There was the retired gentleman in the Panama hat, driving the Bentley, "footloose and fancy free."
The bartender and skin-care consultant with the barbed wire ankle tattoo, working two jobs.
The Air Force guy in fatigues, the old man in rumpled clothes, the jogger in a hurry.
And then there was Bob Rodriguez, procrastinator extraordinaire.
"I kept on telling him," said his wife of 42 years, Yolanda Rodriguez. "He was like, ‘We will. We will, honey.’"
And then Tuesday rolled around: The last day to register to vote before the Aug. 12 primary.
Which meant a trip to the Clark County Election Department, at night, with the grandchildren in tow.
"We take them with us because we want them to see how important voting is to us," said Rodriguez, sales manager for a local Spanish language television station.
Rodriguez was there to change his address. He moved from Summerlin to North Las Vegas not long ago.
In all, said Larry Lomax, the county’s registrar of voters, 214 people procrastinated until the very end and had to register to vote in person Tuesday, either at the elections department or at the Clark County Government Center.
Those registrations put a cap on a record number, 697,413 active registered voters for the primary elections, Lomax said. That’s a 12 percent increase over registrations for the 2006 primary. It’s a 17 percent increase over 2004. The growth mirrors that of the county population as a whole.
Registration breakdowns by party weren’t available Wednesday, but as of July 14, Democrats held a 47 percent to 34 percent advantage over Republicans among Clark County’s active registered voters.
The total might change a little before it’s submitted to the secretary of state’s office today, Lomax said.
The total is certain to increase for the general election. If past years are any indication, the total voter registration could jump past 750,000, one person at a time.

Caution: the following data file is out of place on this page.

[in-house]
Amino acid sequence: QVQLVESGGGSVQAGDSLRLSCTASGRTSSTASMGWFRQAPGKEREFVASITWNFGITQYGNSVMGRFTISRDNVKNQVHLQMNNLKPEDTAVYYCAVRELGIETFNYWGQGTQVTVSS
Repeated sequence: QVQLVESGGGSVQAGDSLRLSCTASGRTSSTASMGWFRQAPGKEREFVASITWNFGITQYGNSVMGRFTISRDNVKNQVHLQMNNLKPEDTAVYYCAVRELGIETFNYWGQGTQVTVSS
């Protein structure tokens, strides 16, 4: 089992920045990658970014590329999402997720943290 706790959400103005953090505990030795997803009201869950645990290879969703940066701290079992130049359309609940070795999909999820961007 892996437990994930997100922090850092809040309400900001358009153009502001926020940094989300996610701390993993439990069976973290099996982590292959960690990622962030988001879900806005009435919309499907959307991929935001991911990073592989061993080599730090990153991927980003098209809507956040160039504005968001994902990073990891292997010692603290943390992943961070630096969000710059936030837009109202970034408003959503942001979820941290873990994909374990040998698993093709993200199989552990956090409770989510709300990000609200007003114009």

A trickle of procrastinating potential voters made their way to the elections department Tuesday evening, where staff stayed until 9 p.m.
A young woman named Tiffany registered, but was too embarrassed about her procrastination to give her whole name.
She said she works two jobs — bartender and what she called an aesthetician. That’s a skin-care consultant.
"I work seven days," said Tiffany, sporting black flip-flops, jeans and that tattoo. "I’m totally booked."
Yeah, so is Air Force Guy, Vince Girolami.
"I’ve actually never registered to vote before," said Girolami, 25, who’s a full-time airman in the Air National Guard.
He said he has a roommate running for local office, so he felt obliged to vote for the guy.
Girolami’s a New Jersey native, but of course he’s moved around a lot in the past few years as part of the Air Force. He had a heck of a time finding the elections department, which sits in an industrial-like park on Cheyenne Avenue and has just a tiny, tiny sign out front.
"I had to drive all over the place to find it," Girolami said. He hadn’t realized that he couldn’t just go anywhere to register, the way he could have a couple of weeks ago.